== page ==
Why Blended Learning May Be the Future
Universities have wrestled with the internet. On the one hand, it’s a huge opportunity for new methods of delivery. On the other, it’s a huge threat – also in terms of new methods of delivery.
A pilot program at a top university is pointing toward blended learning as the future.
Imperial College London has engineering students taking online business courses, physically on campus. This same setup five years ago “failed miserably,” Nick Morrison writes for Forbes magazine. Administrators said neither the technology nor the mindset was in place at that time.
Now it’s been so successful the university plans to offer it to majors in science, business and medicine.
“It means that all students at Imperial will have access to business education, which is something they want because it provides enormous flexibility,” David Lefevre, head of Ed Tech for the university, told Forbes.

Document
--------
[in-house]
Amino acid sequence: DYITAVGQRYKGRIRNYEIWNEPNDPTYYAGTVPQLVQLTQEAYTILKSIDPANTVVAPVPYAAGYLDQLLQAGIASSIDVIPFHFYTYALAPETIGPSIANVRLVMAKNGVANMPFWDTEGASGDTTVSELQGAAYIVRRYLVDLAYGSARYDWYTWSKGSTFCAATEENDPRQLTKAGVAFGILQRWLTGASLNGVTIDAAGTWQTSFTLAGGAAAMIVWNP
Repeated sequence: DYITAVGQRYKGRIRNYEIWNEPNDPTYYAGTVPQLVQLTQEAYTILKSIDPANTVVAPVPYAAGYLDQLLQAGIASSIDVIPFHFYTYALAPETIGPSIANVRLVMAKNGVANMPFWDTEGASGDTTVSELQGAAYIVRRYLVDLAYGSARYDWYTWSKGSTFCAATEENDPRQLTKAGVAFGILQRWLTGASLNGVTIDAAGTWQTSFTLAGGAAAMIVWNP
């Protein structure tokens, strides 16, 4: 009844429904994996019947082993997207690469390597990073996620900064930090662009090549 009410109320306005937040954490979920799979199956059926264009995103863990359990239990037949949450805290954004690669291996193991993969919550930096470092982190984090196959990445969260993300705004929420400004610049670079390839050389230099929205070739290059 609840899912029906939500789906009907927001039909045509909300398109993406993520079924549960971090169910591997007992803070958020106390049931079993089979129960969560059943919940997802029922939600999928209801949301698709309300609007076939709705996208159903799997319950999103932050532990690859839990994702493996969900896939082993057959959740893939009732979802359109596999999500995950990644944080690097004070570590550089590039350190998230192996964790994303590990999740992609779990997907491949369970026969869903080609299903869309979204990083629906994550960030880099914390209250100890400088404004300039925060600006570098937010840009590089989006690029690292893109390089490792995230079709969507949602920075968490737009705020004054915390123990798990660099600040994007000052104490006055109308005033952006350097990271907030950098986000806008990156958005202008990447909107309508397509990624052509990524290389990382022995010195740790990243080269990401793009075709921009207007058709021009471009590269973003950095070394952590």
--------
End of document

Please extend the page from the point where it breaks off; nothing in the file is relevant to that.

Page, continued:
“I don’t know of any other universities that are going down this route. My guess is that on-campus teaching will slowly move to this type of hybrid model. Research institutions like Imperial are taking online learning much more seriously.”
Some see online learning and MOOCs as a negative for universities. Others believe that just as the printed book is making a comeback, Morrison writes, so the demand for a physical presence in education will prove resilient.
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Beth Doyle is Interim Vice President, LearningCounts, for CAEL.